Podcast discussion with Eric Barreto, Kathryn Schifferdecker and Terence Fretheim.
Article written by Terence E. Fretheim.
When asked about their prayers, many people say that God has three answers available: Yes, No, and Wait (or some variation thereof). I invite you to consider an additional response: God has determined to answer prayers in a positive way, but God’s will to do so is being successfully resisted. This resistance may come from within ourselves (e.g., our arrogance), but it may also come from powerful factors at work in the context about which we are praying.
Some people speak with too much confidence regarding the effectiveness of prayer. I pray for a parking place, and lo! one appears around the next corner. Or, the efficacy of prayers is related to the depth of one’s faith. Really? Do you suppose that the apostle Paul did not have enough faith, and that was why his prayer to remove the thorn in his flesh failed?
Among believers, a remarkably limited sense regarding the efficacy of prayer is common. Sometimes, prayer is nothing more than a meditation that centers us or quiets us down, like a good nap! Others will extend the point: Prayer has an effect on the relationship between the one praying and God; the relationship is, say, made more mature. But all too often, change is thought to occur only on the human side of the relationship. Yet, the Bible claims that God is also affected by prayers offered. Many biblical texts claim that prayers do have an effect upon God and do shape the future (e.g., Exod 32:7-14; 2 Kings 20:1-7; Luke 18:1-8). God will take the human expression of concern with utmost seriousness, not least because God values the relationship and honors it. Somehow, the power of God is made more available in a situation because we have prayed.
In such considerations, much depends on one’s image of God. For some believers, God cannot be affected by our words and God certainly cannot be persuaded by what we say. God will do what God will do -- regardless of what people have to say. At the same time, prayer is sometimes so conceived that God always gets God’s way. God’s will always gets done! Or, does it? Consider several factors.
Our relationship with God is not mechanical in nature, as if our prayers triggered in God some already programmed responses. One must insist on the living, dynamic character of the relationship. Responses within any relationship -- with human beings or with God -- are never programmed or predictable, even between those who know each other very well. And this is even more the case in that God is God and we are not.
Another factor to be taken into account is the pervasiveness of sin and evil that can get in the way of God’s responses to our prayers. For example, we pray for healing, and healing is not forthcoming. When that happens, we may end up blaming God for not answering our prayers. We so often make God the “heavy” in these matters. In fact, however, it may have been the medicine we were (not) taking or a member of the medical community who blew it.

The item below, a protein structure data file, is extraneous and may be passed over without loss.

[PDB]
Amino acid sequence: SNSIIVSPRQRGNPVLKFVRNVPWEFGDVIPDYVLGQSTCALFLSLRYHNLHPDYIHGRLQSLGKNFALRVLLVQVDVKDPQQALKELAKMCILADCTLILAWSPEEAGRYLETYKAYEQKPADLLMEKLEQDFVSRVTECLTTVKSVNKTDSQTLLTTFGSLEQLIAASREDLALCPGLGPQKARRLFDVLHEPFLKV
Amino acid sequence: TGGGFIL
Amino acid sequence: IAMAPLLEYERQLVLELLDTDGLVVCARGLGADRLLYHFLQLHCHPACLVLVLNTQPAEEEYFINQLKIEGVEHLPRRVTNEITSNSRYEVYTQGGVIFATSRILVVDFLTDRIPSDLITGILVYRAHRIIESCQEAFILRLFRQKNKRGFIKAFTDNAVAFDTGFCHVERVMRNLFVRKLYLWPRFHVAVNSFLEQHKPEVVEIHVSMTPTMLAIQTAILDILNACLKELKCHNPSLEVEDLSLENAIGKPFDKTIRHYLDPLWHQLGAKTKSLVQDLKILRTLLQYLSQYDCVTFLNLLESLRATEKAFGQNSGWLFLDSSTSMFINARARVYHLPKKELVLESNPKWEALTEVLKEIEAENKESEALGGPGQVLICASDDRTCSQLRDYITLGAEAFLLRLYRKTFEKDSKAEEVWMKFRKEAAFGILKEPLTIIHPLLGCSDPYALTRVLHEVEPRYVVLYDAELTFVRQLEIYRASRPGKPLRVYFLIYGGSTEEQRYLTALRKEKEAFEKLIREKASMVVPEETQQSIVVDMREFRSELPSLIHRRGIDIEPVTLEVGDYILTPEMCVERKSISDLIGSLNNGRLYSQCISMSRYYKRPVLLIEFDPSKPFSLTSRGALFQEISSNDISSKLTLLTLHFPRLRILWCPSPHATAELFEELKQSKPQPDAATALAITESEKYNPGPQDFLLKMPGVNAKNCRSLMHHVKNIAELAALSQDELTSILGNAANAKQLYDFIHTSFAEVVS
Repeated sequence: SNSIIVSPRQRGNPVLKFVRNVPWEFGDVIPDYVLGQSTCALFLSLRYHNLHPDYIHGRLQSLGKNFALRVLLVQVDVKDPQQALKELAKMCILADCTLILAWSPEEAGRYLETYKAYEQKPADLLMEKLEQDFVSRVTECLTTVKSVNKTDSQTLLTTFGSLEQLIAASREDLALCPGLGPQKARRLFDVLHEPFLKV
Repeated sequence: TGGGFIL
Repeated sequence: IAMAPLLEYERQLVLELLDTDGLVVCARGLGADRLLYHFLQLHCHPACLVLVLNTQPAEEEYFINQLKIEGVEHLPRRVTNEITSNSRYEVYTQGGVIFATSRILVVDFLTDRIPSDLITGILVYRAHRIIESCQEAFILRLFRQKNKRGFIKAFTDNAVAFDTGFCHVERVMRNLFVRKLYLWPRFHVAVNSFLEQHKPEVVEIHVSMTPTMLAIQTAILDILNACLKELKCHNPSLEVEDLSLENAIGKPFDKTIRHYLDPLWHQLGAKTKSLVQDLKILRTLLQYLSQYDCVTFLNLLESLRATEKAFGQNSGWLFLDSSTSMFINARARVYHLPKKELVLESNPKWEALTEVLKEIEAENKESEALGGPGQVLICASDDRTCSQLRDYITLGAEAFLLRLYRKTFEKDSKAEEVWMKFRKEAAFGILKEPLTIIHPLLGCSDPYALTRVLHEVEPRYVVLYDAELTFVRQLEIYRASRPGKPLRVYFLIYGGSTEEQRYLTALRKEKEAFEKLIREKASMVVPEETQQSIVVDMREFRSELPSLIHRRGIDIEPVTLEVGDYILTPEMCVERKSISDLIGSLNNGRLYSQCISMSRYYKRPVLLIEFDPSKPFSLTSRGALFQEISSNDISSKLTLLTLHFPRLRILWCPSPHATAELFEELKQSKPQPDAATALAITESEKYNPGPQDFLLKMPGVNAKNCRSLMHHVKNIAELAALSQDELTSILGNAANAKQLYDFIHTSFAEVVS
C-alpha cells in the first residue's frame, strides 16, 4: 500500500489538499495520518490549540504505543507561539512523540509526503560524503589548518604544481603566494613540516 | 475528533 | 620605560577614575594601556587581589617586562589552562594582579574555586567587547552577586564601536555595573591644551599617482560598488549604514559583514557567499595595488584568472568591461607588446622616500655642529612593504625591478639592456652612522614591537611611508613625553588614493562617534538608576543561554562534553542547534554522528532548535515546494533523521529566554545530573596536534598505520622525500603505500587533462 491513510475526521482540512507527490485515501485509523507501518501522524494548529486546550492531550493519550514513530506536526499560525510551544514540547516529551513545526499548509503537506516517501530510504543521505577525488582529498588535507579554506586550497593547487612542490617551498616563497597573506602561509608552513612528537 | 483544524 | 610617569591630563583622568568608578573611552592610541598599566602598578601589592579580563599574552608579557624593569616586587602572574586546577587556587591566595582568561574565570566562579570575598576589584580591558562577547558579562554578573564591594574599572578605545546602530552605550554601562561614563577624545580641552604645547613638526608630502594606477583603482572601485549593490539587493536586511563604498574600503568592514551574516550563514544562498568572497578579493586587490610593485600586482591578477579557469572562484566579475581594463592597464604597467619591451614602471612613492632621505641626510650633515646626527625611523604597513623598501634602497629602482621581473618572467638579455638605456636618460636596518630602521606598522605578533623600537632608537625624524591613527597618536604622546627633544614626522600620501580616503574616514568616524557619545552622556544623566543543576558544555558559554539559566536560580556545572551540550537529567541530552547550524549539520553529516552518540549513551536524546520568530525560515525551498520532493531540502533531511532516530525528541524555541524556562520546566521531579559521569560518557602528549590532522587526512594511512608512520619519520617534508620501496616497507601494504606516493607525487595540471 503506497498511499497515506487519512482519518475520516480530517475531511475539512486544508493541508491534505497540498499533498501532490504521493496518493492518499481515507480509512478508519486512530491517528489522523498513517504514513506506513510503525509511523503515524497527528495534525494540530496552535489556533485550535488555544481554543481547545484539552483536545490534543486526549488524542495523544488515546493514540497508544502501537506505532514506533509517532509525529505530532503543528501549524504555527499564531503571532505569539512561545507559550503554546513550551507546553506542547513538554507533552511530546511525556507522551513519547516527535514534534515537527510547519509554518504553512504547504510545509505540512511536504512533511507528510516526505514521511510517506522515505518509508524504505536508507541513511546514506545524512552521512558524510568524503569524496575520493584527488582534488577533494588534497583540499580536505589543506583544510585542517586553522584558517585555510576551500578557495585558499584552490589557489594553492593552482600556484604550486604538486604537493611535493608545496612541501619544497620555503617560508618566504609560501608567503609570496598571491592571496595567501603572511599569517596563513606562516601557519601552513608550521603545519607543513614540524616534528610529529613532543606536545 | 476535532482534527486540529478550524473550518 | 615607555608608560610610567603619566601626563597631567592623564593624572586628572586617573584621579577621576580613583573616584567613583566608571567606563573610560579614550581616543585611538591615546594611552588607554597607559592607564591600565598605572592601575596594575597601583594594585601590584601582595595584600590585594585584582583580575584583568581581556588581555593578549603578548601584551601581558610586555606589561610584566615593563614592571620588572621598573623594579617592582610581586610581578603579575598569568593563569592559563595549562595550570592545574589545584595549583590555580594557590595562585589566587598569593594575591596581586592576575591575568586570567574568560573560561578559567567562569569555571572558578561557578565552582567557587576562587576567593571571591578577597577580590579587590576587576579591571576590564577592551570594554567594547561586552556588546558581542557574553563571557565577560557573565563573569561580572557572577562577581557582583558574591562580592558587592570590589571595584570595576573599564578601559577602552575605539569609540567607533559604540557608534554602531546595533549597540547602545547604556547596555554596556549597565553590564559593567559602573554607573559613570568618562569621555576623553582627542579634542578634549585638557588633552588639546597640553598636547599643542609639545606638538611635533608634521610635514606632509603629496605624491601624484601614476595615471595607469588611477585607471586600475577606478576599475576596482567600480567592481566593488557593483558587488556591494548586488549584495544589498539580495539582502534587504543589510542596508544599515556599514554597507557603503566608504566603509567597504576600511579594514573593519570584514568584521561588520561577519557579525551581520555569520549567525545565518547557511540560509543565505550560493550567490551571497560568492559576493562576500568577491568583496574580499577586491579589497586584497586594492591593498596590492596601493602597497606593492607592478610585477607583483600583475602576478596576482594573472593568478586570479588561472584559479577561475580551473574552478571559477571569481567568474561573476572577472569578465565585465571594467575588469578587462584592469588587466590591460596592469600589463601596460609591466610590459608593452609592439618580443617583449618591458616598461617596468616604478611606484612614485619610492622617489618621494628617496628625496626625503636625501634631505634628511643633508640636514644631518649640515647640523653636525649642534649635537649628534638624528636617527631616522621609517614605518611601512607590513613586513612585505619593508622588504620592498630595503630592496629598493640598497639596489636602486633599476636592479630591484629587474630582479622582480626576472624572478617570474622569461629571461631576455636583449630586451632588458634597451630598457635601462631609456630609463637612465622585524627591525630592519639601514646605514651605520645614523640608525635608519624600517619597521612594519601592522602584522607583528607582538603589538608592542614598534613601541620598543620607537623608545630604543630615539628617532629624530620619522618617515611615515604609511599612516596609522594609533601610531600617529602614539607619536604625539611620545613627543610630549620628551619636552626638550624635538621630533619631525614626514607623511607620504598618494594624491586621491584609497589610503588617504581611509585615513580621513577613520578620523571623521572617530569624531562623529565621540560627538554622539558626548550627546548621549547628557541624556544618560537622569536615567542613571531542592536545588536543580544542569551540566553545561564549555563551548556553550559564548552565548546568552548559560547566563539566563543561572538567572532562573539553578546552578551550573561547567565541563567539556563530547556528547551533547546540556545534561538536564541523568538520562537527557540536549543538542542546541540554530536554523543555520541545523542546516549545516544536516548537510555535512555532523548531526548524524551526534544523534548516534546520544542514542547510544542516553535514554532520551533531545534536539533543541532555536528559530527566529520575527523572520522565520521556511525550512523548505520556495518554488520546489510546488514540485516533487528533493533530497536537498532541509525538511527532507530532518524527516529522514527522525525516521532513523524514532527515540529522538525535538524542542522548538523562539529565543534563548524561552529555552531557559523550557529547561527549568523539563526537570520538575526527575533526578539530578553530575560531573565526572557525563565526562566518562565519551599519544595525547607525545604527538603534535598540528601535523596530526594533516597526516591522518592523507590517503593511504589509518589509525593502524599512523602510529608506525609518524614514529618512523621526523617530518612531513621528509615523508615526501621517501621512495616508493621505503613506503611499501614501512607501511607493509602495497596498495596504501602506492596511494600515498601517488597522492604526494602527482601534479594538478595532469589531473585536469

Sometimes when we pray, we may think: all that is at work in this situation is our prayer and God. But a multitude of other factors are present in any given moment of prayer. Some of those factors may be so resistant to God’s will, that God’s will does not get done. The accumulated effects of sinfulness may be so powerful that even God’s options are limited (in view of promises made, to which God will be faithful). And God’s heart is the first heart to break, and God’s tears the first to flow.
An analogy may be suggested: human sinfulness has occasioned numerous instances of the misuse of the environment. Some of that misuse (e.g., pesticides) has caused cancer in human beings and devastated animal populations. Human beings may be forgiven by God for their sin, but the effects of their sinfulness will continue to wreak havoc beyond the act of forgiveness. We confess that in response to prayer God is at work in these effects, struggling to bring about positive results in and through human (and other) agents. It is not a question as to whether God wills good in the situation. The issue is God’s relational commitments that may entail self-limiting ways of responding to evil and its effects in the world. Anti-God factors may be powerfully present and shape the future in negative ways, even for God.
To conclude, prayer is a God-given way for God’s people to make a situation more open for God, to give God more room to work, knowing that God always has our best interests at heart. Prayers do shape the future in ways different from what would have been the case had no prayers been uttered. At the same time, the people of God are not in the hands of an iron fate or a predetermined order of things. God’s will may be successfully resisted or God may be open to taking new directions in view of new times and places. Yet, never changing will be God’s steadfast love for all, God’s saving will for everyone, and God’s faithfulness to promises made.
Terence E. Fretheim is Elva B. Lovell Professor of Old Testament at Luther Seminary in St. Paul, Minn.